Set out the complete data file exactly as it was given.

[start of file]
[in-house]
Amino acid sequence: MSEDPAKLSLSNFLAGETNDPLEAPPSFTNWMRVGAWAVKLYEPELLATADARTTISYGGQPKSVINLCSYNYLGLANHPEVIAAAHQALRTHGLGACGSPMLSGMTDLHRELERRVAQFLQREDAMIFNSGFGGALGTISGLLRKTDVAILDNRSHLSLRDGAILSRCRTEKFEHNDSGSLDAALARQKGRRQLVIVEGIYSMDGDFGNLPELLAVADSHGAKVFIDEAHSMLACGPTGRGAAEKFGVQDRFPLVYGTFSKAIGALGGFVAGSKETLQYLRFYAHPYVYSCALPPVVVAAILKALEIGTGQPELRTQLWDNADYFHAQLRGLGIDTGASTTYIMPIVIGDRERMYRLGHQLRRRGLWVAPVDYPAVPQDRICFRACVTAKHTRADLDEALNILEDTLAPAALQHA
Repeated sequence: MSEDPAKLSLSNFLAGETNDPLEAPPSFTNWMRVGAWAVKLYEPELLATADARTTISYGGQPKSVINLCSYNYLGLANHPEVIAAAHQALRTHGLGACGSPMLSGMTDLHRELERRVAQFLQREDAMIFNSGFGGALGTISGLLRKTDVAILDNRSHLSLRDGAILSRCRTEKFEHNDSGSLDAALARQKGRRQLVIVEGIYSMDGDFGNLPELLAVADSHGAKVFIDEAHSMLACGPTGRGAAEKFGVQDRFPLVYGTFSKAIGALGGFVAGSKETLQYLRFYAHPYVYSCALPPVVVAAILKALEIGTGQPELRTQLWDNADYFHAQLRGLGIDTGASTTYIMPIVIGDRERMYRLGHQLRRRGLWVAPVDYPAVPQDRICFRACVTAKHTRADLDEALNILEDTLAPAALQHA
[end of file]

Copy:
[in-house]
Amino acid sequence: MSEDPAKLSLSNFLAGETNDPLEAPPSFTNWMRVGAWAVKLYEPELLATADARTTISYGGQPKSVINLCSYNYLGLANHPEVIAAAHQALRTHGLGACGSPMLSGMTDLHRELERRVAQFLQREDAMIFNSGFGGALGTISGLLRKTDVAILDNRSHLSLRDGAILSRCRTEKFEHNDSGSLDAALARQKGRRQLVIVEGIYSMDGDFGNLPELLAVADSHGAKVFIDEAHSMLACGPTGRGAAEKFGVQDRFPLVYGTFSKAIGALGGFVAGSKETLQYLRFYAHPYVYSCALPPVVVAAILKALEIGTGQPELRTQLWDNADYFHAQLRGLGIDTGASTTYIMPIVIGDRERMYRLGHQLRRRGLWVAPVDYPAVPQDRICFRACVTAKHTRADLDEALNILEDTLAPAALQHA
Repeated sequence: MSEDPAKLSLSNFLAGETNDPLEAPPSFTNWMRVGAWAVKLYEPELLATADARTTISYGGQPKSVINLCSYNYLGLANHPEVIAAAHQALRTHGLGACGSPMLSGMTDLHRELERRVAQFLQREDAMIFNSGFGGALGTISGLLRKTDVAILDNRSHLSLRDGAILSRCRTEKFEHNDSGSLDAALARQKGRRQLVIVEGIYSMDGDFGNLPELLAVADSHGAKVFIDEAHSMLACGPTGRGAAEKFGVQDRFPLVYGTFSKAIGALGGFVAGSKETLQYLRFYAHPYVYSCALPPVVVAAILKALEIGTGQPELRTQLWDNADYFHAQLRGLGIDTGASTTYIMPIVIGDRERMYRLGHQLRRRGLWVAPVDYPAVPQDRICFRACVTAKHTRADLDEALNILEDTLAPAALQHA